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Nigeria: Embers Under A Keg Of Gun Powder, (Part 2) – By Dr. Jude Akubuilo

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On Kidnapping, Agitation For Self Determination & Other Matters

According to Neil Young & Associates International (NYA International), Nigeria was the No. 1 country for kidnap incidents  in 2014. It used to be that the Nigerian press reported kidnapping stories, (then alien to the country),happening in foreign nations such as Colombia, Mexico and other South American hot spots. Today, it has become an everyday experience since most people have been touched in one way or another by this menace. Kidnapping  erupted as a boil in the creeks of the Niger Delta, when militants discovered the lucrative business of kidnapping oil industry executives in their fight for control of petroleum resources domiciled in that region. It migrated to the Igbo hinterland where unemployed youth, apprentices denied settlement and duped by their masters and greedy criminal kingpins got into the business. From there, it inched northwards where elements of Boko Haram, itinerant  Fulani herdsmen and organized criminals got involved. It migrated to  the West and now engulfs the entire country. Today, criminal elements all over Nigeria now fight for a piece of this world’s billion dollar industry and in doing so, have elevated it to the cancer that is eating up the country today.

Many state governments have adopted extremely aggressive measures to counter this menace. Laws making kidnapping a capital offence are in place in many states, reinforced by demolitions of homes and seizures of properties of offenders. In some cases, extra judicial killings have been reported.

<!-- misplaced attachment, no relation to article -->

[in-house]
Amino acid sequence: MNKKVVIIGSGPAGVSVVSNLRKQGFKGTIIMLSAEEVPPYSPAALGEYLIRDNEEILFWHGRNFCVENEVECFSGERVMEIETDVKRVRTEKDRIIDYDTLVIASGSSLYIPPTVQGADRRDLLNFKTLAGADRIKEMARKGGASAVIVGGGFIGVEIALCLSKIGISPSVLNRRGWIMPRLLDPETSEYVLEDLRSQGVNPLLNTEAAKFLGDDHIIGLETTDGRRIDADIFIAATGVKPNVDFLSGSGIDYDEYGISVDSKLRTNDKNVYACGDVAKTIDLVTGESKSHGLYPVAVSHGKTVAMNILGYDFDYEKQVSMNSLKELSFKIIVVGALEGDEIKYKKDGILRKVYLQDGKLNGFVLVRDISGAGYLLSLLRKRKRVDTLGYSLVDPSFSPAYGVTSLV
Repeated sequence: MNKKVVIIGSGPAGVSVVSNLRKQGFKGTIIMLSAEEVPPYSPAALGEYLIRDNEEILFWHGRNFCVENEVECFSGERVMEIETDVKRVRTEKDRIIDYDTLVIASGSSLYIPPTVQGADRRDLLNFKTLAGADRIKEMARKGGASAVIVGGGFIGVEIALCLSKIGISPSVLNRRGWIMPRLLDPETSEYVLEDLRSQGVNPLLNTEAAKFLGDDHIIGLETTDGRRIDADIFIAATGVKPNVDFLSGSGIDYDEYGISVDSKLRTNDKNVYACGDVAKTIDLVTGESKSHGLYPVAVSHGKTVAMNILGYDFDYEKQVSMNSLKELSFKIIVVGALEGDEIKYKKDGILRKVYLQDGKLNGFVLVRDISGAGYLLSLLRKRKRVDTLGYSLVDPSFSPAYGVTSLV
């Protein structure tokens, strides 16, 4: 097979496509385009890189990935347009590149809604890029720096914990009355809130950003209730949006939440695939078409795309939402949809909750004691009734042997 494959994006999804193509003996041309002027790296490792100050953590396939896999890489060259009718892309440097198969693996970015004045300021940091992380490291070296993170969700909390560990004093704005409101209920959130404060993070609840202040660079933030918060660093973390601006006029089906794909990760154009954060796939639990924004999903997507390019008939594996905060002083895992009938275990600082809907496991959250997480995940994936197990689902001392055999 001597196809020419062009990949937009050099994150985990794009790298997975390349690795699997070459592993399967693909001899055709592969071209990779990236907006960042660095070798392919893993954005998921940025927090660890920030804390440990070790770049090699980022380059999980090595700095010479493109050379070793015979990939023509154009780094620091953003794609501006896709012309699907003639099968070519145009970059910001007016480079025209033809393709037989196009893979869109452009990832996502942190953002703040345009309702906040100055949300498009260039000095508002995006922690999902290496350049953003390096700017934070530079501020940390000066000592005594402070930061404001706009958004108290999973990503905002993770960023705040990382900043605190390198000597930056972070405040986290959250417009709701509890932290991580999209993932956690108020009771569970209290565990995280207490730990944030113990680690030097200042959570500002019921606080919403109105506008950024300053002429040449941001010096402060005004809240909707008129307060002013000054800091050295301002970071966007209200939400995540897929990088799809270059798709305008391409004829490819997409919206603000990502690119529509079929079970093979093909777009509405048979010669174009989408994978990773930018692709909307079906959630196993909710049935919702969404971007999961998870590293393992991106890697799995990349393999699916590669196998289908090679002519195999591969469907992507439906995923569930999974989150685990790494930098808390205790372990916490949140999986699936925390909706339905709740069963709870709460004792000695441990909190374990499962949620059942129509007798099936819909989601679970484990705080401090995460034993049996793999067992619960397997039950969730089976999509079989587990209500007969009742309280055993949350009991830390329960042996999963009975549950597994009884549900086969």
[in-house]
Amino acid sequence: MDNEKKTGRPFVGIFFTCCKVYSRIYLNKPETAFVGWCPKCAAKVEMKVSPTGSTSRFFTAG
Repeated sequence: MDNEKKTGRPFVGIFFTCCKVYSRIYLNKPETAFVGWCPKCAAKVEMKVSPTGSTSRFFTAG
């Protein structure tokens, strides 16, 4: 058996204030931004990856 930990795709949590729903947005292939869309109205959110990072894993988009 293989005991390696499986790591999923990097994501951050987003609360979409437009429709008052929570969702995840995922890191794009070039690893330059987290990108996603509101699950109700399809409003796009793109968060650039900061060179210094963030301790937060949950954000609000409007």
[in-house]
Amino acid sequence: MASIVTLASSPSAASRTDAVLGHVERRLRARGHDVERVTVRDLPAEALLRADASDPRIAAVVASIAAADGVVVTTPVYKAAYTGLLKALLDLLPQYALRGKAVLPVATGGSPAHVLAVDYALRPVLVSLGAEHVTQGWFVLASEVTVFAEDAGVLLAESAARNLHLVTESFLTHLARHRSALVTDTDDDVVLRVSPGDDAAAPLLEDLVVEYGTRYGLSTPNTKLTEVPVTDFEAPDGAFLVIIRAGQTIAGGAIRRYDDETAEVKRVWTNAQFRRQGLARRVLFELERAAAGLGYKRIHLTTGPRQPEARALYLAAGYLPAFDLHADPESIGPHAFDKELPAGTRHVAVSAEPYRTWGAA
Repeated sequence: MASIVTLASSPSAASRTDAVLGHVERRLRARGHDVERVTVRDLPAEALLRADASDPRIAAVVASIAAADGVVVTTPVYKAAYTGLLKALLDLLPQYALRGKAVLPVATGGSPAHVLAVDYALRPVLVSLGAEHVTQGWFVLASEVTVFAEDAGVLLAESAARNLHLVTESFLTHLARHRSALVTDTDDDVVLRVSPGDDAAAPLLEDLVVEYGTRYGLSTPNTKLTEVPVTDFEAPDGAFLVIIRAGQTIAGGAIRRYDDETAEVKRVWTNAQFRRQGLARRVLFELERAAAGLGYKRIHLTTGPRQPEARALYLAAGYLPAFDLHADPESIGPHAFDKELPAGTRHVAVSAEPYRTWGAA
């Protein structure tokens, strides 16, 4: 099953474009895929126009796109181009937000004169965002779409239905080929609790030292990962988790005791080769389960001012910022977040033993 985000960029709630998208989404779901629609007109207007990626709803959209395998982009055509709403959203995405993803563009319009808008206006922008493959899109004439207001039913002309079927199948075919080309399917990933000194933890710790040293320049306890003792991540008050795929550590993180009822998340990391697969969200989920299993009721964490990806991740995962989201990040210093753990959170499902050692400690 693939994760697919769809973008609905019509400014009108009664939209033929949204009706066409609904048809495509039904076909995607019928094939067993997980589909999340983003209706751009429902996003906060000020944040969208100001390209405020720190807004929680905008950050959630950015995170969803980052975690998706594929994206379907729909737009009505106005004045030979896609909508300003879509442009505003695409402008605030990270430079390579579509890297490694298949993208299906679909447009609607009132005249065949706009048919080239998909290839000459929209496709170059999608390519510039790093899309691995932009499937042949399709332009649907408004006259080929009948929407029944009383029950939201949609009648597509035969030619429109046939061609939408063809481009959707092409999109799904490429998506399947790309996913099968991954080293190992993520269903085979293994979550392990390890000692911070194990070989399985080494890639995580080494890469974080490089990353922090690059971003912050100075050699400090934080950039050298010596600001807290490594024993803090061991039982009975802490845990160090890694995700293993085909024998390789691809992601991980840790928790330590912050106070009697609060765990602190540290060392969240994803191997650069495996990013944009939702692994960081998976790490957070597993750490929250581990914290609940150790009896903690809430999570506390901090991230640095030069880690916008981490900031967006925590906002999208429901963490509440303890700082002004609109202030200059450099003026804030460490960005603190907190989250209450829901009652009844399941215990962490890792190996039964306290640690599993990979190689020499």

Some people have rationalized the kidnapping epidemic by blaming the failure of government in creating an enabling environment for job creation and entrepreneurship. The elevation of kleptocracy to a statecraft creates the unwholesome impression that theft, corruption, and embezzlement of public and private funds is normal. This wide scale corruption  has impoverished generations unborn, while creating a very small segment of ultra wealthy Nigerians whose claim to wealth cannot be traced to any viable honest productive venture or entrepreneurship. Most of this ill-gotten wealth can be traced to public office holders, private sector parasites or criminal enterprises., it is not a surprise that the youth are drawn mostly to these sectors which have proven to be a short cut to success, the Nigerian style. Many of the youth involved in kidnapping believe that they are getting their own share of the national cake from the criminal class that have impoverished the masses. Put another way, it is believed that many kidnappers see the kidnapping business as tax on the wealthy.